The Nation States as Important Factors for the European Rule of Law

It should be noted that European Union law itself is not free from the tendency to expand certain positions of interest. Although the European Union is not yet a superstate, the schematic enforcement and shifting of rule-of-law and judicial criteria and institutions to the “European level” could lead to a drastic restriction of the democratic room for manoeuvre of the nation state governments and, at the same time, to the possibility of a significant concentration of power in favour of the Union’s institutional structure. The Union still has a very vague vision of the future and an unclear political vision. 

At this point, we will only briefly refer to three major developments: First, to a radical interpretation of judicial independence in the name of the rule of law, which, in practice, can lead to an extended independence vis-à-vis the polity of the member states. The Court of Justice of the European Union has confirmed several times in recent years, including in different 2018 decisions concerning Portugal and Poland that the enforcement of judicial independence is not only an obligation for the EU, but also for the member states. In other words, judges working in national court systems must also enjoy “full autonomy” and judge on behalf of EU law. It is no coincidence that shortly afterwards proceedings were initiated against Poland for infringement of the Treaty, with Poland in the process of reforming its judicial system.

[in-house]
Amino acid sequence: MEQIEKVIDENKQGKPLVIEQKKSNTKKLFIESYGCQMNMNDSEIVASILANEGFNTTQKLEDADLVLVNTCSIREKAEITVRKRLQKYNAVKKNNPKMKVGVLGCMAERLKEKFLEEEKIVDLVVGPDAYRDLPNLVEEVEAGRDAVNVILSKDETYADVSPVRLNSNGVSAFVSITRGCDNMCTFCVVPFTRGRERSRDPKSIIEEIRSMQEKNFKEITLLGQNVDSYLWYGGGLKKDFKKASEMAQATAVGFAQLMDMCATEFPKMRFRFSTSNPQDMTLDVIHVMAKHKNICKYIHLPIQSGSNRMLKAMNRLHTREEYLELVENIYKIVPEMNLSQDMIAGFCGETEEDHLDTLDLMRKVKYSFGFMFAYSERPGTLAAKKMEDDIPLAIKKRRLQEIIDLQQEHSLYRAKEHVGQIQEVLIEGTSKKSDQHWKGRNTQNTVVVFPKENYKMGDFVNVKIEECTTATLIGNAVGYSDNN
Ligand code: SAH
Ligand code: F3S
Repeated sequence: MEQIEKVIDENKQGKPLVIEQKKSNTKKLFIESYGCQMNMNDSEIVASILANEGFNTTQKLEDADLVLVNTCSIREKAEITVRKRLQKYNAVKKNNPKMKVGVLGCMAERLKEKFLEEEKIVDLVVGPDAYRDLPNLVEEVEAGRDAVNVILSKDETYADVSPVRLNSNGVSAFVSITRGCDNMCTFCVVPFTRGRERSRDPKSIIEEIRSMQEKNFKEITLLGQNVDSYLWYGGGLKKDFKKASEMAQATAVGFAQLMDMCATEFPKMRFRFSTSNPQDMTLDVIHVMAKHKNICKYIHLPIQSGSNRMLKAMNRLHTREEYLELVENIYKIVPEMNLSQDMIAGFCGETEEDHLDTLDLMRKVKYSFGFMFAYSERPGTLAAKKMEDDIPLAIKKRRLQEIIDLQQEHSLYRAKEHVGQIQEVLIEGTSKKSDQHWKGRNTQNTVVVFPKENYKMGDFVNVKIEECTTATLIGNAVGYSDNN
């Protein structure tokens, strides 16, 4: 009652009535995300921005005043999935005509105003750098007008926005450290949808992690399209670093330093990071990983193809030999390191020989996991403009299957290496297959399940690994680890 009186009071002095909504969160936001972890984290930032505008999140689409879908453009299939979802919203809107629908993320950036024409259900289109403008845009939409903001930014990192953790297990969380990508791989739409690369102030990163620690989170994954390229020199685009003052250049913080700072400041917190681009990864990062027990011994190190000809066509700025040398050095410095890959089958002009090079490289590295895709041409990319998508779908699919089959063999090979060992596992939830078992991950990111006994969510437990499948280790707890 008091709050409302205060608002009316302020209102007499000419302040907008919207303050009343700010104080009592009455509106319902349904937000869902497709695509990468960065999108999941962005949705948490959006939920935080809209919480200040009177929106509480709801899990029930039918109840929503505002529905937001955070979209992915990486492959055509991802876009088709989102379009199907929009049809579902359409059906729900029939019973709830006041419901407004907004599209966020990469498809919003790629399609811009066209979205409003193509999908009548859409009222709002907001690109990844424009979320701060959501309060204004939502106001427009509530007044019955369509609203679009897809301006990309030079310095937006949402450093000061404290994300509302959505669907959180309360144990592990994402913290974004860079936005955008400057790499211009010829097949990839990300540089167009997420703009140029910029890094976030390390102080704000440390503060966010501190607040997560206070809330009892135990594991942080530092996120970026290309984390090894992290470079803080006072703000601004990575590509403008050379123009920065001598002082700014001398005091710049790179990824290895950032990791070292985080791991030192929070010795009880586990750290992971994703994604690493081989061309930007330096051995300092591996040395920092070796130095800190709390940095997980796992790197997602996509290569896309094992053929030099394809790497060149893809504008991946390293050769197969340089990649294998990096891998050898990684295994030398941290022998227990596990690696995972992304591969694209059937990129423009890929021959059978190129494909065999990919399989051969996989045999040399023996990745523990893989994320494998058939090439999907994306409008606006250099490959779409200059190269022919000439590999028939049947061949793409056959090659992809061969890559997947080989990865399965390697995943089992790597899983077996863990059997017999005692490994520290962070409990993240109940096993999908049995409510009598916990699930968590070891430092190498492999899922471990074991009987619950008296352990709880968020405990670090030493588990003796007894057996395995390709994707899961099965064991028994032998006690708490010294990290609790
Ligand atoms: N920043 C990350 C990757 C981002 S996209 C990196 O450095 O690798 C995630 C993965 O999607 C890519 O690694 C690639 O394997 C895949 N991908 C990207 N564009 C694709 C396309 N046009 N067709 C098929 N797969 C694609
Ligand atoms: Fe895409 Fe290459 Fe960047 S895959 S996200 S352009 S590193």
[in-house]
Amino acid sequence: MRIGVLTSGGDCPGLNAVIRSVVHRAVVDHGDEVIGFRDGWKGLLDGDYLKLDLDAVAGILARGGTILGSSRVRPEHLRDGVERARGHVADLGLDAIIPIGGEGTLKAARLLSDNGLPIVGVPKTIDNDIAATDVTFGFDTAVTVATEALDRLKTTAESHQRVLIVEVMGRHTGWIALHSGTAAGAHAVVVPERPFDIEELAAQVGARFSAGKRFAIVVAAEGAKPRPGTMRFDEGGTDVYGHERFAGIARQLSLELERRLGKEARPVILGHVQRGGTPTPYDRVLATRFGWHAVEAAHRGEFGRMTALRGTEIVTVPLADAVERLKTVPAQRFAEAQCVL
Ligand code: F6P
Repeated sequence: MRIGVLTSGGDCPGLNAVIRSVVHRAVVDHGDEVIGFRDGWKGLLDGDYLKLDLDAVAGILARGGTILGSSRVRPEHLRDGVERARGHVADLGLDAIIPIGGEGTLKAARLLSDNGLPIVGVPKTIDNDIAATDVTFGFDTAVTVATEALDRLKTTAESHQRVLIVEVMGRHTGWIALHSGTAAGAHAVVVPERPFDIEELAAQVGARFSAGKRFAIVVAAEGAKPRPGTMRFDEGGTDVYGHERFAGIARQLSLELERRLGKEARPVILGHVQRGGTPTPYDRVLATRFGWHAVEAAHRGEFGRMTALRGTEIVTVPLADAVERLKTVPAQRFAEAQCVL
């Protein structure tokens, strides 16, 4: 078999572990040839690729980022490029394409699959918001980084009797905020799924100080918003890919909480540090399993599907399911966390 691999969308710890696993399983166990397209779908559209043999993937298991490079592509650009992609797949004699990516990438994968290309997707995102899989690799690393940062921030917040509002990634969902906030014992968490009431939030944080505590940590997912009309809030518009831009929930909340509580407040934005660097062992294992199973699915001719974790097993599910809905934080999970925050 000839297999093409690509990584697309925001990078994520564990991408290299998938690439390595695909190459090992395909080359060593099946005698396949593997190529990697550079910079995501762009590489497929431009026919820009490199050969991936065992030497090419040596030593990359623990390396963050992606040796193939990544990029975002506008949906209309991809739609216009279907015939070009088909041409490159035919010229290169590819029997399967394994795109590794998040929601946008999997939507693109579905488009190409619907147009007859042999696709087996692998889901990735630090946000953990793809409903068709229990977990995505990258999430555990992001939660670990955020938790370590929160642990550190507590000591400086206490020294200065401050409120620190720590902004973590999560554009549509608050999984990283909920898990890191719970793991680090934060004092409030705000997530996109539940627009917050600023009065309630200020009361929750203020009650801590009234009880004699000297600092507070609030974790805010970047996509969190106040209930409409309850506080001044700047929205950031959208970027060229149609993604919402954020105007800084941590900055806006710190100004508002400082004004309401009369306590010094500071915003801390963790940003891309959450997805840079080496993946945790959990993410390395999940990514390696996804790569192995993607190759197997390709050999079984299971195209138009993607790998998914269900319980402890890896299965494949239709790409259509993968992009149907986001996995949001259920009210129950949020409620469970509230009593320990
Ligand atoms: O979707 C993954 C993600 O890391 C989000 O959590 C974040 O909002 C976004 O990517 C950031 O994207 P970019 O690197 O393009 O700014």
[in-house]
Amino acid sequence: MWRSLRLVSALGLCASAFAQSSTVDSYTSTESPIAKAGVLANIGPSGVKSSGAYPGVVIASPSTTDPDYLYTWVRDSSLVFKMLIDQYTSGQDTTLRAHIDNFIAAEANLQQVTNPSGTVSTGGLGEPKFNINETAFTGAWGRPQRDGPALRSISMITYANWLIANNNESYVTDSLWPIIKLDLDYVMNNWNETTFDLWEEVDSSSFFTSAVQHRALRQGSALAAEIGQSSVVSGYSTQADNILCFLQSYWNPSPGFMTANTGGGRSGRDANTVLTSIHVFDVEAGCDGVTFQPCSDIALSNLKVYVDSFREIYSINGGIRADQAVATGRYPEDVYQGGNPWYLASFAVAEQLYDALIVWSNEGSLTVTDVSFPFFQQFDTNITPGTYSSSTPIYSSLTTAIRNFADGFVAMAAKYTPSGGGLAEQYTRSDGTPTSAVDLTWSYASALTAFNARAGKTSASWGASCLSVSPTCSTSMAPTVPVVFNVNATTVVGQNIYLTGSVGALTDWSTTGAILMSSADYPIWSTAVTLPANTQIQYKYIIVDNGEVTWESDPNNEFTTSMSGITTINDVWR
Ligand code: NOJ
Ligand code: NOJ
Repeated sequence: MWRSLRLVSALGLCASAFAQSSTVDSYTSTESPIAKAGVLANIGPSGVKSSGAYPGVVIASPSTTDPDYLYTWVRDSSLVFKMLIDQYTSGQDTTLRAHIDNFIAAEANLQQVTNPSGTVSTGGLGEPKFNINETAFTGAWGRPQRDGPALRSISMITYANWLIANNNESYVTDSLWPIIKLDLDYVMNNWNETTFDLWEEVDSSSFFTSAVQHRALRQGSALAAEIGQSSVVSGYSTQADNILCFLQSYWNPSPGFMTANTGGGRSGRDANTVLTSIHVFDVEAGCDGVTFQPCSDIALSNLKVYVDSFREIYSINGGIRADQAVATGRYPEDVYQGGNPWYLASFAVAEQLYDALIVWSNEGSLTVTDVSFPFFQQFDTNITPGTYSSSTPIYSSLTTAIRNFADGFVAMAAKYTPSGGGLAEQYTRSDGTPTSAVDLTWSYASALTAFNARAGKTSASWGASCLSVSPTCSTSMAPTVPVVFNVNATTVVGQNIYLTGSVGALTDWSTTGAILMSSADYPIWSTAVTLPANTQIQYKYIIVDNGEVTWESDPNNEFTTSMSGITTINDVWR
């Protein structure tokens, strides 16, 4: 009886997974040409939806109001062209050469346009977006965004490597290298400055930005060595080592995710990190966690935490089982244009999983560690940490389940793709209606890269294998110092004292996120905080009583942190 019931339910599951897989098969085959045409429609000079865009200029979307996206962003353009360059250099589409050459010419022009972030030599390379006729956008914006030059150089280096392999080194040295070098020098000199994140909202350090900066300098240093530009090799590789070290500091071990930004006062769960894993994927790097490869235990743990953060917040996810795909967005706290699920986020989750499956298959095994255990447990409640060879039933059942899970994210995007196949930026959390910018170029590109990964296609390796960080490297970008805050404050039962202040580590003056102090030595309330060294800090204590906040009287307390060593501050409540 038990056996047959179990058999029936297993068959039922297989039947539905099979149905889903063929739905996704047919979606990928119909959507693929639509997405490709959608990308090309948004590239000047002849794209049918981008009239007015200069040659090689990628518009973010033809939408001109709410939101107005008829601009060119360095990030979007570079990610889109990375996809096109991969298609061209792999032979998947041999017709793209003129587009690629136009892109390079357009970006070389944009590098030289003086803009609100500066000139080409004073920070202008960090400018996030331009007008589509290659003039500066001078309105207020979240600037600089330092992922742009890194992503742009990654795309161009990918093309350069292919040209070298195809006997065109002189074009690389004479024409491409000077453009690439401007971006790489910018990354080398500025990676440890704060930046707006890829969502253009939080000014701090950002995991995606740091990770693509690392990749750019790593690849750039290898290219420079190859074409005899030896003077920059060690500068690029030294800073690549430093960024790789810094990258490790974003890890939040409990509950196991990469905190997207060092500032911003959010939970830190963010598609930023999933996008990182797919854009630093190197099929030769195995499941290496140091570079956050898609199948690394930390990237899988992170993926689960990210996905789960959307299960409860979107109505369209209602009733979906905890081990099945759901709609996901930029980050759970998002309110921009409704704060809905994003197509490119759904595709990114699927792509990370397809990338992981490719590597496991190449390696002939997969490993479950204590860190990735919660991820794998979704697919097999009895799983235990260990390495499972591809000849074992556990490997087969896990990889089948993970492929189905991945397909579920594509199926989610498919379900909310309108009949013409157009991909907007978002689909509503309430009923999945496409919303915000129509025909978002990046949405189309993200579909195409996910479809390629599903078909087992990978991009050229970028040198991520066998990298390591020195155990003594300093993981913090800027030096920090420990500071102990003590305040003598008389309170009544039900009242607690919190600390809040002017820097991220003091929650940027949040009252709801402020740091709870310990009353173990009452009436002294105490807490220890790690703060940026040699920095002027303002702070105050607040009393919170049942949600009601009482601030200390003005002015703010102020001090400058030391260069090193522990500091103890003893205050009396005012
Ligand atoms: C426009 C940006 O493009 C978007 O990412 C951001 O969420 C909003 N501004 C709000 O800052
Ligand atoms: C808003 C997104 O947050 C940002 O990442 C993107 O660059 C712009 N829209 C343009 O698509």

The other notable development is the idea of extending the powers of the so-called European Public Prosecutor’s Office (EPPO). The EPPO would then no longer be responsible only for fighting terrorism, but also for other “cross-border” crimes and crimes against the ‘financial interests of the EU’. Closely related to this is the third aspect of the gradual expansion of the European Union’s criminal law competence in general, since the Lisbon Treaty has given the former third pillar, i.e. police and judicial cooperation in criminal matters, a supranational character, with certain restrictions. 

Despite the so-called ‘conferral of power’ and other guarantees protecting the member states as ‘masters of the Treaties’, these above trends seem clear. To date, the European Union finds itself in an exceptional situation: no other superpower possesses, as it does, member states with such specific and autonomous constitutional traditions that would provide a unique opportunity to share powers between member states and between member states and the European Union. 

Political disputes or not, it is precisely this kind of power-sharing structure that could most secure the original idea of the rule of law and democratic value debates in Europe. And it is precisely for this reason that it would be important to guarantee the member states a certain degree of legal sovereignty in the longer term.

Soma Hegedős, researcher at Danube Institute